• Carry out a complete psychiatric history with special attention to psychiatric and pain comorbidities
  • Assess patients for potential psychiatric and pain co-morbidities including substance-related, mood, anxiety, somatoform, factitious and personality disorders
  • Recognize the impact of pain medications on mental status and be able to assess, evaluate and treat a patient for mental status changes
  • Understand the principles and techniques of the psychosocial therapies, with special attention to supportive and cognitive behavioral therapies
  • Understand the indications for and appropriately refer patients with psychiatric symptoms
  • In addition to general faculty assessment, to establish adequate experience to fulfill these objectives, the fellow must conduct a complete mental status examination on a minimum of 15 patients, and must demonstrate this ability in five patients to a faculty observer

Palliative Care

After completing the inpatient rotation with the Supportive Care and Palliative Care service, the fellow will be able to:

  • Understand the clinical approach to the multi-dimensional treatments comprising palliative care
  • Understand strategies to integrate pain management into this multi-dimensional treatment model
  • In addition to general faculty assessment, to establish adequate experience to fulfill these objectives, the fellow must document longitudinal involvement with a minimum of 10 patients who require palliative care

External Rotations

Fellows will learn about pain management not offered at MD Anderson Cancer Center. Specifically, these include rotations in the private practice setting and in predominantly nonmalignant pain clinics. External rotations are designed to provide intensive training in diagnostic and therapeutic treatment related to the management of acute and chronic nonmalignant pain syndromes.

Fellows will learn to:

  • Follow appropriate care and treatment guidelines
  • Reassess individuals that do not respond to the most common pain therapies
  • Provide a time-governed (e.g., short or long-term) treatment of pain

While on external rotations, fellows will not take call. All fellows are required to complete the mandatory staff evaluations for their rotations. A maximum of two months may be taken on external rotations and only one fellow may be gone at a time to allow for adequate coverage.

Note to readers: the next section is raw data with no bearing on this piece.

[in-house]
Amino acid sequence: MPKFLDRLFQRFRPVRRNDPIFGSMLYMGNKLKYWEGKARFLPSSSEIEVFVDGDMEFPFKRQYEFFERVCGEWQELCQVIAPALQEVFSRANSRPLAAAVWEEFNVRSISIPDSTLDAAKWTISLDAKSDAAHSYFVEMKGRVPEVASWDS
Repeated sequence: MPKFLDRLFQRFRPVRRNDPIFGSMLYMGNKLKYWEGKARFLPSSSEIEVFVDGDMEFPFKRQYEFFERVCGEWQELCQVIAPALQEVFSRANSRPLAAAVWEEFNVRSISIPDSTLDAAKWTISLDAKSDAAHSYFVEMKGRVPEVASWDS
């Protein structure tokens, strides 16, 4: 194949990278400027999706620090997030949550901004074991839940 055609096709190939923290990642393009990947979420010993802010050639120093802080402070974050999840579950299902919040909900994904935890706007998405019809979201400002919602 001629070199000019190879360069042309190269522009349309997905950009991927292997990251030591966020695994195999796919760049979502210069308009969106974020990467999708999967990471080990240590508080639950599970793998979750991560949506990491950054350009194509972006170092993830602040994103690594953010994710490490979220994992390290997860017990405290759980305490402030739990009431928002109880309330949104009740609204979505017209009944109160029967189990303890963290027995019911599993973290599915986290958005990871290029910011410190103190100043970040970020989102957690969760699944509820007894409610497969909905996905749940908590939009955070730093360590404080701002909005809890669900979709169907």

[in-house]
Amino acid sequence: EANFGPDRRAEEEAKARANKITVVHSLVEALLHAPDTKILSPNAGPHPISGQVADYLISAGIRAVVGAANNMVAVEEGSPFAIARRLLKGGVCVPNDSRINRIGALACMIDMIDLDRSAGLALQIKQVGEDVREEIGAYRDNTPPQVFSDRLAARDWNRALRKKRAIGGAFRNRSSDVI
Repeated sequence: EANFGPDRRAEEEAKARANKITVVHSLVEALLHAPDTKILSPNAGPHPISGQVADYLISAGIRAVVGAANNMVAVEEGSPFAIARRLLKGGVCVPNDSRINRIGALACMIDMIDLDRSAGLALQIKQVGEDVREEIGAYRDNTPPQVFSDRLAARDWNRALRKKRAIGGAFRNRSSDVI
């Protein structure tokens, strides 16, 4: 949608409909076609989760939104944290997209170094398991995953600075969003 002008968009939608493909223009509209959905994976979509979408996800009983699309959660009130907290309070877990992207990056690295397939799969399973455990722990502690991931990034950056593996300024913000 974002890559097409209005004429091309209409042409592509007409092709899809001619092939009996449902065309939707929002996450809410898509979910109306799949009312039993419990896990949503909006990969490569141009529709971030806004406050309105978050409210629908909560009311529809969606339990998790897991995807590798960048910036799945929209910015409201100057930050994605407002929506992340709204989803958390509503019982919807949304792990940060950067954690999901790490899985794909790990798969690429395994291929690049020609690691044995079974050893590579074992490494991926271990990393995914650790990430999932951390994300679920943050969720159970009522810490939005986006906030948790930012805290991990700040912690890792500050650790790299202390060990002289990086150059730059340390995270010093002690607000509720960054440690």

External rotations are available at the following:

The Pain Management Clinic (Private Practice Rotation)

Stephen Sims, M.D.
Huntsville, Texas

In the private practice rotation, fellows will be responsible for learning to efficiently perform interventional procedures and to learn about the private practice office-based setting. Fellows are exposed to patients that receive treatments based largely on interventional pain management. Fellows must follow the guidance of Dr. Sims, who is affiliated with our program, and should adhere to his instruction while performing “hands-on” procedures. Dr. Sims supervises all fellows during patient visits and while doing procedures, and he will also evaluate the performance of the rotating fellow.

The Pain Management Center at The University of Texas Medical Branch at Galveston

Gulshan Doulatram, MD
Program Director
Galveston, Texas

This rotation is designed to provide intensive training in diagnostic and therapeutic injections related to the management of acute and chronic pain patients. These include, but are not limited to peripheral nerves and muscles, spinal column and sympathetic nerves. Neuromodulation and intrathecal therapy is utilized when needed. Also, fellows will have the opportunity to work closely with pain management psychologists and physical therapists in a multidisciplinary setting to help patients to deal with chronic pain. Fellows will work under the supervision of faculty to see patients and to do procedures. Dr. Doulatram will evaluate the performance of the rotating fellow.


© 2014 The University of Texas MD Anderson Cancer Center